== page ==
The small green card represents the area of land that would provide enough plant based food for one person to survive. So with two of them on the island, they need a minimum of two small green cards. The rest of the island is left untouched. It’s an immediately visual impression of land use.

But they may not want to be entirely vegetarian. Most of them will want to include meat in their diet. Thing is, though, if they want to eat meat, one small red card represents the area of land that would support sufficient animals to eat meat only once every 10 days. So if they want to eat meat every day, they need to clear ten times as much land. Suddenly the island is looking rather different, the orang utans are feeling a bit constricted.

At this point I go and collect six more students and allocate two to each “island”. Look! Two more shipwreck survivors! And by an amazing coincidence, they’re old school friends! But what are they going to do about food?

The original students have to explain the game to the new students (peer to peer learning!) and then they all need to discuss and decide how they’re going to carve up the island. It’s an interesting contrast. One table is made up of vegetarians and their island is still largely pristine. Another is occupied by unapologetic carnivores and is covered in large red cards. But everyone is still able to enjoy their preferred diet, even if the orang utans are only just hanging on.

And then they have children. The remaining students are allocated, 3 per table, as the offspring of the original settlers. Obviously their babies are beautiful and adorable but, ahem, how are you going to feed them?

At this point, things get heated. Because based on the premise of the game, the island is not big enough to support seven people eating meat every day…. And so, with the brutal and decisive certainty of teenagers, faced with a choice of cutting back on their meat intake, or discarding their babies, the babies are thrown into the sea…

At this point, the interesting discussion can start. Why does it take so much more land to sustain a meat based diet? No, it’s not because the animals need space to move around – as one student suggests, it’s because you’re putting the energy in the vegetation through another organism before eating it. As 90% is going to be lost, you need 10x as much land.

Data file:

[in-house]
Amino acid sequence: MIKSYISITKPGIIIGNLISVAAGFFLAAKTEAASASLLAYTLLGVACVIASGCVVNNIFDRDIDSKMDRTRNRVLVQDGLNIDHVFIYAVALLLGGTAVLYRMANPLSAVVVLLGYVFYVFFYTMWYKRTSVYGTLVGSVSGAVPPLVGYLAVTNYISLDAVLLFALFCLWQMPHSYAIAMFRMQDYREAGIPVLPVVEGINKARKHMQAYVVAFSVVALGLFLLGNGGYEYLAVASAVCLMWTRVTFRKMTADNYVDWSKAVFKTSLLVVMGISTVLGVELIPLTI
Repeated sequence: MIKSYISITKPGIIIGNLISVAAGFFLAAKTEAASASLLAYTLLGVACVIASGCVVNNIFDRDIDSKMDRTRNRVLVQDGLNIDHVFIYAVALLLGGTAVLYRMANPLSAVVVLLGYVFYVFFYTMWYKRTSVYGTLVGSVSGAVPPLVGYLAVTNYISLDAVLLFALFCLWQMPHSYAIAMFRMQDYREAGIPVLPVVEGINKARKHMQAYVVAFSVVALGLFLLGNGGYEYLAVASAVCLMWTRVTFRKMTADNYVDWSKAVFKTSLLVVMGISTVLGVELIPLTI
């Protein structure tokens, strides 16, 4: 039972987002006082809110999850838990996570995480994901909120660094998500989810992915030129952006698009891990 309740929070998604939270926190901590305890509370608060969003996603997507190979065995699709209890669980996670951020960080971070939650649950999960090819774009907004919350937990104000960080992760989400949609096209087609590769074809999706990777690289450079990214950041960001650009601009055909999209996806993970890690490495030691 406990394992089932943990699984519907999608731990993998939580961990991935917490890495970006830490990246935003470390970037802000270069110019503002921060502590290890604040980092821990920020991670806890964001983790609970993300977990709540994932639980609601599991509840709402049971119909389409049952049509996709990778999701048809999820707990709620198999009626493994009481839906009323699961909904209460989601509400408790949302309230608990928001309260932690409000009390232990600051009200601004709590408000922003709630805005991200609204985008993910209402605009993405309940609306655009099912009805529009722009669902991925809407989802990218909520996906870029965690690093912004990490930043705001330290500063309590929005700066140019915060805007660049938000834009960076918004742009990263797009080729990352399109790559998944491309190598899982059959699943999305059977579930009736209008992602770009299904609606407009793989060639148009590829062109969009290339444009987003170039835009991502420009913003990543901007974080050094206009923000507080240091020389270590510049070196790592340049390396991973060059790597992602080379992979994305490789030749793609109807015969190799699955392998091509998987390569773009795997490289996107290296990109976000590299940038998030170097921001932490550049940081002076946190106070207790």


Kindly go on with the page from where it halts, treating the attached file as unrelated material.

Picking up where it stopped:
This also explains why meat is so much more expensive than bread.

And it means how we decide to utilise farmland has profound ethical implications. Should we, for example, be clearing rainforest to grow cows/grow food for cows, just so rich people can eat beef every day?

And would any of them be willing to make any compromises to their diet (such as eating meat a few times a week, rather than every day) if it could contribute to conserving biodiversity, or using the same land to feed more people? Isn’t it immoral to eat meat in a world where so many people are starving?

If you like a feisty argument in your classroom, it works a treat!

Outline and questions here: Ship wrecked on a desert island energy flow June 2017 (1)

 

 

Tell them stories

Still on plant transport, I thought I’d backtrack a little and explain how I try to make the topic more memorable, accessible and comprehensible. One way is to look at parallels between plants and themselves and this next idea was prompted by the frequent misunderstanding that the function of stomata is to allow water to evaporate and pull water/minerals up to the leaves.

So I tell them the story of Joe Simpson and Touching The Void.

If you haven’t read this book, I’d really recommend it, though – spoiler alert! – I’m going to retell it now, as I tell it to my Year 9s/10s. But this is obviously a very abridged version, probably full of errors, and for the full effect you really need to go to the original source.

So, in 1985, a young British climber called Joe Simpson went to Peru with his friend Simon Yates to climb the west face of Siula Grande, an unclimbed route in the Peruvian Andes. It was a very remote mountain and 6356m high. They had to hike, with donkeys, for a week just to reach the place where they would camp. They then spent a week acclimatising and practising, before setting off for the climb.

They took lots of equipment – ice axes, crampons, sleeping bags, ropes, other climbing gear, instant food, a stove and some gas cannisters.

I ask the students why the importance of a stove and gas, and then discuss the need to melt ice both for cooking and drinking. Climbing at altitude, using lots of energy, breathing thin air, you dehydrate very quickly, as water evaporates from your lungs. I get them to breathe on a mirror to remind them of condensation. The whole disaster that followed, I say, was because they didn’t take enough fuel…

This intrigues them, captures their imagination and their curiosity.

I sketch Siula Grande on the board. I describe the challenges of climbing up a 1500m wall of near vertical ice. I tell them how the first day of climbing, after trekking over 6 miles of rocky ground and glacier to get to the base of the mountain, went well, and how they found a sheltered snow hole to spend the night, melting ice to make tea and a supper.